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croquet(krōkā`), lawn game in which the players hit wooden balls with wooden mallets through a series of 9 or 10 wire arches, or wickets. The first player to hit the posts placed at each end of the field wins. The game developed in France in the 17th cent. Though the American public identifies it as a casual picnic sport, higher levels of play that feature manicured playing surfaces, skilled shotmaking, and cutthroat strategy increased in the 1980s. An annual contest between the United States Naval Academy and St. John's College of Annapolis is a growing rivalry.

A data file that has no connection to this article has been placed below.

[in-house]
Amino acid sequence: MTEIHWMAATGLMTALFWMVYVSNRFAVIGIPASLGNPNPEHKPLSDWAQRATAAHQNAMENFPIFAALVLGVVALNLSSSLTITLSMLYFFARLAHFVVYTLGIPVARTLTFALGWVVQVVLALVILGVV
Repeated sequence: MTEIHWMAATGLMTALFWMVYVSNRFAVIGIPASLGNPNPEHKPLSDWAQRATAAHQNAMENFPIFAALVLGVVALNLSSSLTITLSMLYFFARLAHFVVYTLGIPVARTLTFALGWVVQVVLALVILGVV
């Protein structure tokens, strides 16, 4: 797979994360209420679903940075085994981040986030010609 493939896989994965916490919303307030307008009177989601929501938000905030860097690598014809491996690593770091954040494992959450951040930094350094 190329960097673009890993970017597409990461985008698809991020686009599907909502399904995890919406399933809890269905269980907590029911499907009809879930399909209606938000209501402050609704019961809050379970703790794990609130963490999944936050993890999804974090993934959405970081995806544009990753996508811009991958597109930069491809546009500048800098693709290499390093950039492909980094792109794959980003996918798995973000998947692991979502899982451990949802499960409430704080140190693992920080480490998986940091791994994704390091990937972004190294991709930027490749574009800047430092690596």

a sport in which each player uses a wooden mallet to knock a ball through a number of wire wickets in a specified order, and as fast as possible, to hit the goal—the opponent’s peg —and then to return the ball to its own peg.
Croquet was played in France in the 17th century and spread in the 19th century to many countries, including Russia, primarily as a means of relaxation and amusement. The game is played on an even earthen or grassy court of arbitrary size (24–90 m long and 13.5–45 m wide). The balls are 8.28 cm in diameter; the mallet handle is up to 1 m in length; the wickets are of no set size (approximately 25 × 25 cm). In the late 19th century roque, a variant of croquet, appeared; played on a clay court 18 × 19m with fixed wickets only 2.54 cm wider than the ball, it was included in the Olympic program in 1904. Official croquet and roque competitions are not held.